There is very little research on why or how often patients keep secrets that might help a doctor recognize what’s going on. As one colleague put it: “Isn’t that the whole point? To deceive me? So how am I supposed to know when it is happening?”
I found myself running through in my head the possibilities for this particular patient’s deception.
Maybe she had hidden her ongoing tobacco use to circumvent what she expected would be my disapproval or, worse, wrath. I try hard to make my office a safe haven where anyone can feel comfortable disclosing anything. But perhaps an errant forehead crease or raised eyebrow had given her the impression that this was not so.
Or maybe we had discussed her smoking too many times and she had grown tired of talking about it. Recently, a patient told me that since I had first warned him five years ago that his sexual behavior put him at risk for contracting HIV or another sexually transmitted disease and he was still fine, he would prefer that we drop the subject altogether.
It was possible that my patient’s untruth was a byproduct of a messed-up insurance system. It is not uncommon for patients to request that I keep a particular piece of health information out of their medical record. Could it be that her concern about being closed out or priced out of a plan had motivated her to not share an important fact?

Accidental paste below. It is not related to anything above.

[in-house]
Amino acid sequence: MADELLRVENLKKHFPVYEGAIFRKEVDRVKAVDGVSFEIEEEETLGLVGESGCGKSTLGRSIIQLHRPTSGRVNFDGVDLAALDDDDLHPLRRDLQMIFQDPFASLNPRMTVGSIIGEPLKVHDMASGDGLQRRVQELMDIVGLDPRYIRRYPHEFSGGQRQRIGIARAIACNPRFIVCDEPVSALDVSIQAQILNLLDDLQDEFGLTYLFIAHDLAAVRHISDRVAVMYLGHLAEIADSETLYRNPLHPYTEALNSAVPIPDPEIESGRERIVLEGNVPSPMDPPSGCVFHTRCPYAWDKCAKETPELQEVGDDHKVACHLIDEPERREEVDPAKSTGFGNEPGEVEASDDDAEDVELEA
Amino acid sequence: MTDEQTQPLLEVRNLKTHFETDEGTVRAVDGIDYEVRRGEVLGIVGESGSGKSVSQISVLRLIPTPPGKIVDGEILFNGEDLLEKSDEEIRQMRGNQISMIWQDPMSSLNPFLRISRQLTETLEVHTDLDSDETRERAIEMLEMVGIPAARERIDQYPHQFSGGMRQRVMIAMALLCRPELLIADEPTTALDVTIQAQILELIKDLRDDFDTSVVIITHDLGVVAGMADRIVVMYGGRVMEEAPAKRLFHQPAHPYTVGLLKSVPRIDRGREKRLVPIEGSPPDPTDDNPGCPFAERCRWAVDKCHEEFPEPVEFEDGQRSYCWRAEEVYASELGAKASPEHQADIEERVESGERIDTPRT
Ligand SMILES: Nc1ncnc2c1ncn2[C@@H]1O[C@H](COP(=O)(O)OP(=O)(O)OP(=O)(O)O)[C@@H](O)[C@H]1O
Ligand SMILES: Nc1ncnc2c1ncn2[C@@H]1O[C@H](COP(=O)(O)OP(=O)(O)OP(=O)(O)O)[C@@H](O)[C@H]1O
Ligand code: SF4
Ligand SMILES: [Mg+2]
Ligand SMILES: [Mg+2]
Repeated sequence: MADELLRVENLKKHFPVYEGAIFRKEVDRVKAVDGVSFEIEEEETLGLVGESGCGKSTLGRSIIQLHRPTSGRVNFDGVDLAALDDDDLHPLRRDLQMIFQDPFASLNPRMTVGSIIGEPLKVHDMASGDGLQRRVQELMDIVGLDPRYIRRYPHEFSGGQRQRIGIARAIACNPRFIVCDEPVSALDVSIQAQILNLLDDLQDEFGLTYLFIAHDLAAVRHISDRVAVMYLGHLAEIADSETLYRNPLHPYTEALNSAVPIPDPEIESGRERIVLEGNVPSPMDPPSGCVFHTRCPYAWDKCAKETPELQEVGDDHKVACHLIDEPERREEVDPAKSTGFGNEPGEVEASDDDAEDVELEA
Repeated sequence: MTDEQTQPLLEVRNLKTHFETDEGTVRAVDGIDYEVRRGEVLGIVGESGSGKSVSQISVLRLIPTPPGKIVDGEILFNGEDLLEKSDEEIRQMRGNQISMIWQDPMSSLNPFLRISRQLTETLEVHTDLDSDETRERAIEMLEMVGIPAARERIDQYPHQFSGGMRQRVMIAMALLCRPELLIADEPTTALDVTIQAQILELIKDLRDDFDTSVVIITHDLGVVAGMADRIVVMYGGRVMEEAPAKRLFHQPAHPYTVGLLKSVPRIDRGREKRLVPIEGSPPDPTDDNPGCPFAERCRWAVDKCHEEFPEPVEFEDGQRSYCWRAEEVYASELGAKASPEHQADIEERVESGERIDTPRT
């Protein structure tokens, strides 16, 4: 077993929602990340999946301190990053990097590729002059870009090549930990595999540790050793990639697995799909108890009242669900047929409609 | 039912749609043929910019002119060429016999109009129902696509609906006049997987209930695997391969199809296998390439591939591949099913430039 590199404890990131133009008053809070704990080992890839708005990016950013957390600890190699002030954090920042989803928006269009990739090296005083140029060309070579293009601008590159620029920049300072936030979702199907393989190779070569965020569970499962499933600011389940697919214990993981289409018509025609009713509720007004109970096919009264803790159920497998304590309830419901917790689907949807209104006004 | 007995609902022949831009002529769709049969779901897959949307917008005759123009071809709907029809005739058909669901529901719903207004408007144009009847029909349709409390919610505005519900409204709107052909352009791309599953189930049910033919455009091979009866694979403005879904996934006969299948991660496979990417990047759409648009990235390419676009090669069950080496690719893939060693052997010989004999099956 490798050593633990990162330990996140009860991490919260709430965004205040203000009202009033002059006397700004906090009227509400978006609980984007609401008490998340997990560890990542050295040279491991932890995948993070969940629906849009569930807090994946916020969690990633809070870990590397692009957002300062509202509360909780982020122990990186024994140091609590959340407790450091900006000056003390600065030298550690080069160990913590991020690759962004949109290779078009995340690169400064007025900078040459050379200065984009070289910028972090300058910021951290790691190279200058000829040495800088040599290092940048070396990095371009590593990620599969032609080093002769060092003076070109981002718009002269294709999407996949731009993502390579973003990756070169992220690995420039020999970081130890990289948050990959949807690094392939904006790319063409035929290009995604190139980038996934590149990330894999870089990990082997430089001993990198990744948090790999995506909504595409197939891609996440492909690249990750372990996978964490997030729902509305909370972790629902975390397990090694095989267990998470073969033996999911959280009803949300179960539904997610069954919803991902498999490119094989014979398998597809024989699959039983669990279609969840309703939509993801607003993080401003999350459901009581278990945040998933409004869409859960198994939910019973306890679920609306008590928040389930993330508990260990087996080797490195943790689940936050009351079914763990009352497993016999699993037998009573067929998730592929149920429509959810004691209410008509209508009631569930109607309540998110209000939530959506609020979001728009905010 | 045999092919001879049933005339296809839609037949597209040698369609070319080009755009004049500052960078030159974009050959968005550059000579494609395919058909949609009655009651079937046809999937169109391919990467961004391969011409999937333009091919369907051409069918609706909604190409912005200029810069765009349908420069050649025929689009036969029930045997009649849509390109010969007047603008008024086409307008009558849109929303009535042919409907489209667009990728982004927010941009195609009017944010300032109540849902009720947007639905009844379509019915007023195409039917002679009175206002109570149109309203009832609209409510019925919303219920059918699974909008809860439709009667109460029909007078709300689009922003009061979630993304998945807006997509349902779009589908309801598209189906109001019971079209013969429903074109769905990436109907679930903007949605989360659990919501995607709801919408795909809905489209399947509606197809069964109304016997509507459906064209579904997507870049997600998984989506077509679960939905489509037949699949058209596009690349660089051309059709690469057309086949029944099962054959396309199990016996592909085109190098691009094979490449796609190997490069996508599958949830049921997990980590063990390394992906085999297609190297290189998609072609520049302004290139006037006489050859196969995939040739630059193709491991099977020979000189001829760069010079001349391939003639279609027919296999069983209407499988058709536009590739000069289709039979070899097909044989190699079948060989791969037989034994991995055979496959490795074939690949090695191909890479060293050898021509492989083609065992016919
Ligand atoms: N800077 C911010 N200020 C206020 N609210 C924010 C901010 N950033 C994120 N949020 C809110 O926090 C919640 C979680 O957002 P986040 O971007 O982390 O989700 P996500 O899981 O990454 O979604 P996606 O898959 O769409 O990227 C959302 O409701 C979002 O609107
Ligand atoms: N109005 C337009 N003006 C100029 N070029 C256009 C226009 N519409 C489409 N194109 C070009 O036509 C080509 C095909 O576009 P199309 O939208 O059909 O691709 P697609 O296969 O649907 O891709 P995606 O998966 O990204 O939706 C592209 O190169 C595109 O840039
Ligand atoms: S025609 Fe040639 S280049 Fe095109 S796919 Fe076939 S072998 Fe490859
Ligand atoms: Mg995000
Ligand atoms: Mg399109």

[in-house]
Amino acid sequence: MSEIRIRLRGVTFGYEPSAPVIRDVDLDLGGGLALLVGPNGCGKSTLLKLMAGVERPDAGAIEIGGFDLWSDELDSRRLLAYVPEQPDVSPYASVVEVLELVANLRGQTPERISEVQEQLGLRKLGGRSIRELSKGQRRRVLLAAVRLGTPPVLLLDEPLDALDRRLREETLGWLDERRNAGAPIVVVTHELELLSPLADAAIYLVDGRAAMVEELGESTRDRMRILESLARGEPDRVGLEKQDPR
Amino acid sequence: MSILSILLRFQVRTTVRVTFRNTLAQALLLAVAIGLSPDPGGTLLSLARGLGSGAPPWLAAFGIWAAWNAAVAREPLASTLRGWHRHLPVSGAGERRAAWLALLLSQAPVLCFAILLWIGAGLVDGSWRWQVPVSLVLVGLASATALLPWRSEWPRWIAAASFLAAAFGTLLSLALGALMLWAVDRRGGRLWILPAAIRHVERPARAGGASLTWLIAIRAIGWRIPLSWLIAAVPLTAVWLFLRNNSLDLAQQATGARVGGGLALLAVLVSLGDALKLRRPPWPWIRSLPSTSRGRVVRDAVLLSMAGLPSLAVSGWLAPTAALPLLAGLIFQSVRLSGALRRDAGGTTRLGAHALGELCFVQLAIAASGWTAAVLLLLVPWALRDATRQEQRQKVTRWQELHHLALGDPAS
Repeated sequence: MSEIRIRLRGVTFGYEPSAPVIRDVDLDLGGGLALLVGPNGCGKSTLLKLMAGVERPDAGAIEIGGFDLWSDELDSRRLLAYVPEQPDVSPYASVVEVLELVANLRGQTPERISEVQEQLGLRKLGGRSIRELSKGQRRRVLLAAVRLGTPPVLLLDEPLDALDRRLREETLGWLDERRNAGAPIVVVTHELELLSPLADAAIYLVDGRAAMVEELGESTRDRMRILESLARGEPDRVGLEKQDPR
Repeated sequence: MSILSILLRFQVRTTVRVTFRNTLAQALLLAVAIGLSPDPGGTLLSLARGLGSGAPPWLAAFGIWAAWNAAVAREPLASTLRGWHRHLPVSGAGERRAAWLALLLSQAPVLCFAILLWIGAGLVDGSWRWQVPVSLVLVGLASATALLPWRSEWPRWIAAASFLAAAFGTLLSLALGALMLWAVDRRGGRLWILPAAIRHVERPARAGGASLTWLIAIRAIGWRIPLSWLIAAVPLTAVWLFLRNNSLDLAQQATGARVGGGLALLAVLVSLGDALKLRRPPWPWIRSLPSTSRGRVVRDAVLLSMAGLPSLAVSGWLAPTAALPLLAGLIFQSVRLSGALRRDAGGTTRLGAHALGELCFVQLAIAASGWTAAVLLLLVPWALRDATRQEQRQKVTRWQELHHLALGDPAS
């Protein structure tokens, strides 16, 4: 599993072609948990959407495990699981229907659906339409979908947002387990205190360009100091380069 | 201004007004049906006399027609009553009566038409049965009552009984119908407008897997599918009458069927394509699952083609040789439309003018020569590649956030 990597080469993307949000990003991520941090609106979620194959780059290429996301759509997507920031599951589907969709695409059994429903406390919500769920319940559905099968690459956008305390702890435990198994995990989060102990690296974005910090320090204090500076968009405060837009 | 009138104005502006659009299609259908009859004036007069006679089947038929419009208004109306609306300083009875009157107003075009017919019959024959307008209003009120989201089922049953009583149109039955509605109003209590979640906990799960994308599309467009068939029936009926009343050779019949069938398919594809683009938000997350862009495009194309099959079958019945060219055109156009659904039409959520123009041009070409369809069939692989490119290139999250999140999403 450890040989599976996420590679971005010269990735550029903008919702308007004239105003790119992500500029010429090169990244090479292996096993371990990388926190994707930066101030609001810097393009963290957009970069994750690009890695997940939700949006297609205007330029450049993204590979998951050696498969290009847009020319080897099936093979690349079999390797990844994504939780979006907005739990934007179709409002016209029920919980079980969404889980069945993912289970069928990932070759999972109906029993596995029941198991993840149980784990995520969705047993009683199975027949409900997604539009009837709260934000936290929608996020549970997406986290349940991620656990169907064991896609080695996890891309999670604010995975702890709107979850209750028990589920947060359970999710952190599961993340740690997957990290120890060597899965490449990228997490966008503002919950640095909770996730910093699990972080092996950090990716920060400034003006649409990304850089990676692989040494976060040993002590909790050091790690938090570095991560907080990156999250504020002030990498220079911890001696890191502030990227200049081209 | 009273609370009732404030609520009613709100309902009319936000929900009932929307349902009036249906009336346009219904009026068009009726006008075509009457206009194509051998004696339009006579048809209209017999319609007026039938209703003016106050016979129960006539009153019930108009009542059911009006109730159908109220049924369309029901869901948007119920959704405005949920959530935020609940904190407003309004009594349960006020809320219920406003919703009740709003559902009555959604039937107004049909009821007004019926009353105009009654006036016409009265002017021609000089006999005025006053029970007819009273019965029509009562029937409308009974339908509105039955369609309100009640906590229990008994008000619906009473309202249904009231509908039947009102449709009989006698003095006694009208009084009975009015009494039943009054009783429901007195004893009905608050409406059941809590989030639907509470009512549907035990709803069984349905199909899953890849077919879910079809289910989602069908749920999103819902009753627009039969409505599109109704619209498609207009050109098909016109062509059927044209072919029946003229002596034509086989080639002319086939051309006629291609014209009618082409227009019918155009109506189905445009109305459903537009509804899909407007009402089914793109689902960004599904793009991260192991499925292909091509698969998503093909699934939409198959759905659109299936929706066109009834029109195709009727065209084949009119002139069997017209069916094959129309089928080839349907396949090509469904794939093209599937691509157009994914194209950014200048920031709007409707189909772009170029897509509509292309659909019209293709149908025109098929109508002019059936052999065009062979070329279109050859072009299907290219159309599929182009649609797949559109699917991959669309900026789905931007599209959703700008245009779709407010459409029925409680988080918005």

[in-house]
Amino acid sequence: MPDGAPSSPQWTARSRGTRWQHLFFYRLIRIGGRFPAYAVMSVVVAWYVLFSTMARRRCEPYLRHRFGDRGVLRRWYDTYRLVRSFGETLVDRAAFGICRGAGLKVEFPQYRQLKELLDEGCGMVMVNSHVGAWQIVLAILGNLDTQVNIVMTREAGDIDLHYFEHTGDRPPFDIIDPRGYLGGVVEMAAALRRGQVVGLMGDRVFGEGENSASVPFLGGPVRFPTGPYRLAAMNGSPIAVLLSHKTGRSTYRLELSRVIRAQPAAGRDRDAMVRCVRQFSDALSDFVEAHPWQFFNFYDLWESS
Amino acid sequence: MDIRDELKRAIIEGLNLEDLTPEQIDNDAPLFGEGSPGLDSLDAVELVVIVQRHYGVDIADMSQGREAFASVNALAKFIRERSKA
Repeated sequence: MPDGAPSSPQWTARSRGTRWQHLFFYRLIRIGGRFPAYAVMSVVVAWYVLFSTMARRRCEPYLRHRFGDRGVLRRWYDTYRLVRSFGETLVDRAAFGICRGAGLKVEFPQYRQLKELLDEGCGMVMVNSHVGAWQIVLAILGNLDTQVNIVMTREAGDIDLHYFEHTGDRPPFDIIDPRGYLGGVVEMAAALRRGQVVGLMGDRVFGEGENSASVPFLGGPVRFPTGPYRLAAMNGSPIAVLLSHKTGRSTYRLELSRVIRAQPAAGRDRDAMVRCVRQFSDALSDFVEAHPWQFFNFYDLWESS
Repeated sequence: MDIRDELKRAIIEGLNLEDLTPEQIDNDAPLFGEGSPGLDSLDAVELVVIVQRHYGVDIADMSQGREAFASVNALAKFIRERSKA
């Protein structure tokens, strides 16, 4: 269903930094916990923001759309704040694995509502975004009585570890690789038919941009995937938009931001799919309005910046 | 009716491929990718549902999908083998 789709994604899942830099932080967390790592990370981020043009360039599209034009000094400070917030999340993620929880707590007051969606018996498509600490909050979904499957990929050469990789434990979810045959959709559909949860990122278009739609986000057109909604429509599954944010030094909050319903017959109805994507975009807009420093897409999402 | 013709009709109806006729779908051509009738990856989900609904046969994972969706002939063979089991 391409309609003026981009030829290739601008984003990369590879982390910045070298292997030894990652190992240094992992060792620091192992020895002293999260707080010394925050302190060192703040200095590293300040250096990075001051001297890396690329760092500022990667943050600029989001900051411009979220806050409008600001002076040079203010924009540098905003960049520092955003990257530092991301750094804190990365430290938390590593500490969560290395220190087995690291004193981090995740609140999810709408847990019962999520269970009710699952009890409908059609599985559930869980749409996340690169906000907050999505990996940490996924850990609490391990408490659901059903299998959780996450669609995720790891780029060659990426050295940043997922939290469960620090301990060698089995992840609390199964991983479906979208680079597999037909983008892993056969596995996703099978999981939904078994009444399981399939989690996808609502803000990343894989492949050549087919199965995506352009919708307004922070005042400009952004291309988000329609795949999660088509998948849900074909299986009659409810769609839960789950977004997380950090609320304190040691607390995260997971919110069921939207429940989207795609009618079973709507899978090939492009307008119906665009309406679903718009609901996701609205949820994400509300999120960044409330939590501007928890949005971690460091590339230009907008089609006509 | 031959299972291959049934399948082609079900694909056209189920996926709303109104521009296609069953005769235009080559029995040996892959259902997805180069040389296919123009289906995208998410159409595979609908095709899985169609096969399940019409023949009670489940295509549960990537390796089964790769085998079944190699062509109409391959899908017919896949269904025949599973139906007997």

Finally, her response could have been pure and simple denial, a case of altered reality brought on by an intense desire to have things be different.
What little research does exist shows that the greater the social stigma connected with a behavior, the less likely patients are to disclose it to their doctors.
For example, in a survey of pregnant women, urine tests for tobacco byproducts revealed that 34 percent of women who said they didn’t smoke actually did. And people checking into a coronary care unit are more likely to underreport smoking than people at a routine doctor's visit. Similarly, alcoholics — especially those who relapse — often underestimate their drinking, whereas numerous studies show that moderate drinkers accurately report, or even exaggerate, their weekly alcohol intake.
Teens have the highest rates of deceiving their health providers, which makes sense because there is probably no phase of life where one is more fearful of judgment or persecution. A recent study of low-income teens showed that they were 35 times as likely to use illegal drugs (as proved by hair analysis) as to report using them.